Is Tejano Music Dead? Alot of people have asked what happened to the progression of Tejano music in recent years. Today, many Millenials and Generation Z’s born in Texas couldn’t tell you the difference between Tejano and Norteno music. Many experts have stated that Tejano music has a distinct sound that consists of the electronic synthesizer, heard clearly in Selena and Emilio Navaira’s music.
But, the bottom line is that Norteno music has saturated music in Texas. For the last 20 years many Mexican immigrants have come into the United States to work and many of them go to nightclubs to listen to music and drink from a long day of hard work. Mexican immigrants culturally listen to Northern Mexican music, also known as Norteno. Musical artists such as Ramon Ayala and Los Tigres de Norte are just a few examples of Norteno. But, lately, there has been a real thirst for Tejano music that has disappeared from radio stations in Texas and has been replaced with Norteno.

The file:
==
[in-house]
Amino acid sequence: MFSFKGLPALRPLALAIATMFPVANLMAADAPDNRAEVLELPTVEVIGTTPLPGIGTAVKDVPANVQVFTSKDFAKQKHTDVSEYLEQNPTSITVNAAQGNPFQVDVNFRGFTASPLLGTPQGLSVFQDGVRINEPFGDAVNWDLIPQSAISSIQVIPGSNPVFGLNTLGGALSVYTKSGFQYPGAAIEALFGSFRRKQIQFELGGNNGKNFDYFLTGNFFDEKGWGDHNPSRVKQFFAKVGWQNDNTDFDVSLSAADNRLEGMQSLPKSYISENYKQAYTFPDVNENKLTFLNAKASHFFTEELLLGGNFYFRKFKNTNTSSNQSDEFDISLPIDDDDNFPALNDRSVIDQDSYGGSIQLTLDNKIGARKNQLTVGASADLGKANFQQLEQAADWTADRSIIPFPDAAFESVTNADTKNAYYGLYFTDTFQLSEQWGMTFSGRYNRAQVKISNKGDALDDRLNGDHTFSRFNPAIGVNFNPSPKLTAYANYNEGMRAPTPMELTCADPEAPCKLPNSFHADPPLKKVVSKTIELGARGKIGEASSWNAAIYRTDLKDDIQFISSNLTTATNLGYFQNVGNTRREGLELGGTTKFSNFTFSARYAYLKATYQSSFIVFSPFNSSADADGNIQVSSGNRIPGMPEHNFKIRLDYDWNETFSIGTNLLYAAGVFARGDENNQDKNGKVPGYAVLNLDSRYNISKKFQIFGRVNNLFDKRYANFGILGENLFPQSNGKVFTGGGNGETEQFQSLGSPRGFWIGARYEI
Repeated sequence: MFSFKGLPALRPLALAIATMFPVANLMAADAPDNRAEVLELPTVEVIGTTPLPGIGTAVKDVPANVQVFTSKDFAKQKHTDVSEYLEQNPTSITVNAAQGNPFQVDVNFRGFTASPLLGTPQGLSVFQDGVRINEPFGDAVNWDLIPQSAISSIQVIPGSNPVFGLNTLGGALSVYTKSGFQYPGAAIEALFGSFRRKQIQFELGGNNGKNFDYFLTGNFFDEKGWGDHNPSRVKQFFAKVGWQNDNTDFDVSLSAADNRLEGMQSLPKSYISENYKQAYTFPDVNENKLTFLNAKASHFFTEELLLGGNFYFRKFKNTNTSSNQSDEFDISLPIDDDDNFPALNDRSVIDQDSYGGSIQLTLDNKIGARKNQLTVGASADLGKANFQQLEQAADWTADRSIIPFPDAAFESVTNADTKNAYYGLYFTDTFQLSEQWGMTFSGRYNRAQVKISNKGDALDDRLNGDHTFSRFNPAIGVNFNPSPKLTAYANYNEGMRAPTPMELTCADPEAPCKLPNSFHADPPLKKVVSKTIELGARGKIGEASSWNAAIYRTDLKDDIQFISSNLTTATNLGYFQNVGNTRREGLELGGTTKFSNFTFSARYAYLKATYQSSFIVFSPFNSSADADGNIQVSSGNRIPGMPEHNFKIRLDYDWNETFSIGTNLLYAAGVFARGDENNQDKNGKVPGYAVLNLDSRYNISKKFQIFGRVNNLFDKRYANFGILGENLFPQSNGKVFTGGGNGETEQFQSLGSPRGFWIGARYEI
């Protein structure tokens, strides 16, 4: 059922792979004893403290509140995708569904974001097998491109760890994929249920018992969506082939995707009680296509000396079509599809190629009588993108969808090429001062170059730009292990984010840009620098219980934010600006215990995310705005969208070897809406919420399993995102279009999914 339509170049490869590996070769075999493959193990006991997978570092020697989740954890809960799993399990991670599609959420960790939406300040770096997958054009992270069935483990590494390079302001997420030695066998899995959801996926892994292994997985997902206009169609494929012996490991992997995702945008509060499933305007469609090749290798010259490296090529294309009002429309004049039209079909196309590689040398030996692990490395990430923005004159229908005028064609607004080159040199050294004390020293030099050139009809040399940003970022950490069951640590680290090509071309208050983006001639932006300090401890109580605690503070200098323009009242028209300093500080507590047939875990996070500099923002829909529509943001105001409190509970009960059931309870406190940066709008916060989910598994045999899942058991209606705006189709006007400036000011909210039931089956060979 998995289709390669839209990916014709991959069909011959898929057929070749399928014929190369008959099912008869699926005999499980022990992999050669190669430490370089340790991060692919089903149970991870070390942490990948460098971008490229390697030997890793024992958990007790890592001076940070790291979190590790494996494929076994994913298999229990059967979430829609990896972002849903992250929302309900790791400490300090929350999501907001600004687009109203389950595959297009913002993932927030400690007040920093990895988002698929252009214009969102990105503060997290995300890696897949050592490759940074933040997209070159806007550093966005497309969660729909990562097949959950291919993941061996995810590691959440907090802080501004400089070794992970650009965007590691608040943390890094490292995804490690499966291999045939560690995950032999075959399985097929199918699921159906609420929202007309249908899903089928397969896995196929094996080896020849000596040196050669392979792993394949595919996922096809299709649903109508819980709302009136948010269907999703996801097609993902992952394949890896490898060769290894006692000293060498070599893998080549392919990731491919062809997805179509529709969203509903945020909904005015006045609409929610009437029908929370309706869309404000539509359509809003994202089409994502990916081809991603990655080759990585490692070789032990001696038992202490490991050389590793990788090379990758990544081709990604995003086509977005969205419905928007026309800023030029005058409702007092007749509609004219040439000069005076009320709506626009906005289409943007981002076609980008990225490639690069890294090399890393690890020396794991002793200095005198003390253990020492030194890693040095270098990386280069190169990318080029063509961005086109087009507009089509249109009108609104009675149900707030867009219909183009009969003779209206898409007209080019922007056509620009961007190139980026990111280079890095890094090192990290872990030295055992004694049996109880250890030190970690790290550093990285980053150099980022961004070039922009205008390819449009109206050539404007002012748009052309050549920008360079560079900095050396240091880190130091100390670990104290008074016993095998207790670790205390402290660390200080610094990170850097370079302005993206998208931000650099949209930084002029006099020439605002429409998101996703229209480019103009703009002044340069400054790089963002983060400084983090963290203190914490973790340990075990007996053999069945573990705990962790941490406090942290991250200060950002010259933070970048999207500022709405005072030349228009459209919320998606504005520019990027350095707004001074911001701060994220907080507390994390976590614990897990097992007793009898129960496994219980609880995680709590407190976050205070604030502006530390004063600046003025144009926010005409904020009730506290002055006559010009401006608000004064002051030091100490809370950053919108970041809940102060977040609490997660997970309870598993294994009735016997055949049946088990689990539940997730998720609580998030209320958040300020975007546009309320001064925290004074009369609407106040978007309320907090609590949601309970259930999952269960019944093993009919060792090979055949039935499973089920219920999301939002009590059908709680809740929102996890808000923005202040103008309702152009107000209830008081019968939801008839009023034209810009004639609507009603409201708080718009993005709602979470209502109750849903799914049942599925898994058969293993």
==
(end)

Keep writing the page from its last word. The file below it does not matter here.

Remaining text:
One local nightclub in Corpus Christi, LA KATRINA, says they don’t play Tejano music. Anything, but Tejano music, why is that? Is there a bigger picture on why the music industry have taken off the Tejano music category from the Grammy’s? Is this a Mexican versus Mexican-American thing?
Some Mexican-Americans have stated that Norteno music needs to stick their noses out of their Tejano music, but more precisely than that – they need to stick their noses out of their Cojunto, in a recent article written by the Texas Observer, featuring Lupe Saenz in Edinburg, Texas.
Some say that Tejano music has died when Selena Quintanilla was killed in 1995, but there are many Tejano bands still in existence in the capital of Tejano music, which is San Antonio, Texas.
The question is: Will Tejano music progress during a time Bad Bunny, a reggaton rapper, is selling out the Alamodome? It has been more than 25 years since Selena performed the record-breaking, sold-out Houston Livestock Show and Rodeo at the Astrodome. Thoughts?